Doctor Who episode 833: Before the Flood (10/10/2015)
‘You can’t just go back and cut off tragedy at the root.’ This takes some leaves from the Moffat approach to two-parters, like a second half that introduces a new setting. But mostly, this is more of the same – running away from ambling monsters. It just so happens this time as well as ghosts there’s a man in a massive monster suit (with Darth Maul’s voice) with the same unfortunate gynaecological resemblance as a Vervoid.
The new setting is pretty good – a Russian town built in the Scottish highlands, like something out of an episode of The New Avengers. There’s no thematic link to the wider story I picked up – no Cold War parallels – it’s just quite cool. Similarly, all the up-front to-camera stuff about Beethoven is just a way to make another bootstrap paradox look clever rather than contrived, rather than a wider engagement with the concept. Whithouse has seen the mechanics that underpin Moffat’s best timey-wimey works and written something in that vein, but Moffat’s paradoxes tend to work on sleight of hand and the audience admiringly realising how the answer has been hidden in plain sight. This unfolds with mechanical diligence rather than any gotcha inspiration, even when two Doctors and Bennetts are wandering about the 1980s.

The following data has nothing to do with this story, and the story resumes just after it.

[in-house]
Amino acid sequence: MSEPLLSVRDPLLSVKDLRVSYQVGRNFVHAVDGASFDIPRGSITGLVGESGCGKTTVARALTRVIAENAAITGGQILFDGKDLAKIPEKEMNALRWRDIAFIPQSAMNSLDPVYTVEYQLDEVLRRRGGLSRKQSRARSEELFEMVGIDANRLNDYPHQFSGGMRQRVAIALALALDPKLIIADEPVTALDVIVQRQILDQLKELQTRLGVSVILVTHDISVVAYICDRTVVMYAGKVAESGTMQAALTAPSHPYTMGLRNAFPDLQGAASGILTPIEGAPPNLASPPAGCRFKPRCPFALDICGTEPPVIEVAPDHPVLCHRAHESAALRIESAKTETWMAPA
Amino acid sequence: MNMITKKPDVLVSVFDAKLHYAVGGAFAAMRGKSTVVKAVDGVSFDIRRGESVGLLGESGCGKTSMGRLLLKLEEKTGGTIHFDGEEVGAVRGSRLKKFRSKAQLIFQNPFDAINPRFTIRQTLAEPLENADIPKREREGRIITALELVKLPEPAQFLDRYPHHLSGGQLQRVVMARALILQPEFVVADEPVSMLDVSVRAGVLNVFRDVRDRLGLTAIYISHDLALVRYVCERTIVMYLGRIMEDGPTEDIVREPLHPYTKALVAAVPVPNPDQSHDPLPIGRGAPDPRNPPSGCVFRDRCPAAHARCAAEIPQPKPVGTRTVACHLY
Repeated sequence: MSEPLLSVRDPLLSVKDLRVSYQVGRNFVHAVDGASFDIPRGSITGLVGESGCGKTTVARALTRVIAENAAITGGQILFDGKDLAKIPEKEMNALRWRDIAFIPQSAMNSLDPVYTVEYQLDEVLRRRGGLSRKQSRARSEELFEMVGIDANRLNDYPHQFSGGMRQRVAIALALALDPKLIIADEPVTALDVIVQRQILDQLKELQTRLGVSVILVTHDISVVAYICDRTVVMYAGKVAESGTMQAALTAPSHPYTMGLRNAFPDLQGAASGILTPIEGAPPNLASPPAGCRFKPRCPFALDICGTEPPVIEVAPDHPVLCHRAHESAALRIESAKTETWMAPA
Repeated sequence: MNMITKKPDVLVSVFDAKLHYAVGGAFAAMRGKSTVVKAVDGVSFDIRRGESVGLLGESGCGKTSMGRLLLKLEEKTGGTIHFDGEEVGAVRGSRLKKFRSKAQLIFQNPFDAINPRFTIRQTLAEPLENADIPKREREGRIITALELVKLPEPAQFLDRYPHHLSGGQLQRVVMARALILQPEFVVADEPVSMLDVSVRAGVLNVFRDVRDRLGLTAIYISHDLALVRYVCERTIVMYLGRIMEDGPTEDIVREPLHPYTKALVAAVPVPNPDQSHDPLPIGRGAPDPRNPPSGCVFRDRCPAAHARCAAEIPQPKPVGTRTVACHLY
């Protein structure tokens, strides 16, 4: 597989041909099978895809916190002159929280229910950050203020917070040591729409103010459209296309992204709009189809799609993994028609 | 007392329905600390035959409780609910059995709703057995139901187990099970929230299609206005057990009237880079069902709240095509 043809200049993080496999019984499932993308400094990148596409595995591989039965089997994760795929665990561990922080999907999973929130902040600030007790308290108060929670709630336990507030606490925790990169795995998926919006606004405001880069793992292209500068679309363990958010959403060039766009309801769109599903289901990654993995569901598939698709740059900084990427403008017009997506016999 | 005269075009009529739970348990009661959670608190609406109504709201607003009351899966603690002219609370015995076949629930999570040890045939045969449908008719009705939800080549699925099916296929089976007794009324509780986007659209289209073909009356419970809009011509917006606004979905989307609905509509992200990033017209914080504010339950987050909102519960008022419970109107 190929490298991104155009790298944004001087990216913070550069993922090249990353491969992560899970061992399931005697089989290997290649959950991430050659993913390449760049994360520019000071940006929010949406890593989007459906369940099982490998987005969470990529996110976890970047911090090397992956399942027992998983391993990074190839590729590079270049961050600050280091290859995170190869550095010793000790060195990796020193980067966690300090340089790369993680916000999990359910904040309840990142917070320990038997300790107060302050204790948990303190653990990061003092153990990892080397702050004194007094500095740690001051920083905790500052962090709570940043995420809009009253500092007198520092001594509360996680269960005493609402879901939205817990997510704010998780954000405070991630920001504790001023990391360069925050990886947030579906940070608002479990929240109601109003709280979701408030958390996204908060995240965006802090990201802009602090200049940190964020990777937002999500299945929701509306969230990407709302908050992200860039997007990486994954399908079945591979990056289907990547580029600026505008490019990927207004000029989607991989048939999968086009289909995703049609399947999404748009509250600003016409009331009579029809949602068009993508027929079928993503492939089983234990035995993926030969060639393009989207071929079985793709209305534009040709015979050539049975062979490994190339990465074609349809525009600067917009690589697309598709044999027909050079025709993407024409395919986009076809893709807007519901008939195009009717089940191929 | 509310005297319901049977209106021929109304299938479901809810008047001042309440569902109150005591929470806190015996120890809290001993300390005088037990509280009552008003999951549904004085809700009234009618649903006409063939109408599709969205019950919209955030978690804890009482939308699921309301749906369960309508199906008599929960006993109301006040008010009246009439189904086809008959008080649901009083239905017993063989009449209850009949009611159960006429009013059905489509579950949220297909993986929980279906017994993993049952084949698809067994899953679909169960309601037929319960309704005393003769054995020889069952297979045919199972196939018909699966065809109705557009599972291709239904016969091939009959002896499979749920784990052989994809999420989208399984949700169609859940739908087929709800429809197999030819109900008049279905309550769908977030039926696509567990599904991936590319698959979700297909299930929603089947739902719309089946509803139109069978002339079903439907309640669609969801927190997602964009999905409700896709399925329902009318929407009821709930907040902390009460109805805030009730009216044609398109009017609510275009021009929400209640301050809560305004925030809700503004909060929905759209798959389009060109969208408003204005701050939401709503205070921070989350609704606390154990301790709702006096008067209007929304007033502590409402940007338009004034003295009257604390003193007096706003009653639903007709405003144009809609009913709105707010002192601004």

The end result works, but without much enthusiasm. There’s a good sequence of Cass being stalked by the noisy ghost of Moran, which reminded me of Mike Flanagan’s excellent 2016 horror film Hush. Sadly, it’s undermined when Cass implausibly attains Daredevil radar-sense. Jenna Coleman has been kept on for another year, but this is the fourth episode in a row where same-old Clara been little more than a damsel in distress, the reason why the Doctor decides to go out on a limb and confront the Fisher King, rather than having anything of her own to do. I guess this is all set-up for Hell Bent, but I think I’d rather have had Faye Marsay or Morven Christie as a new companion. The Minister of War was clearly setting up something.
Next Time: The Girl Who Died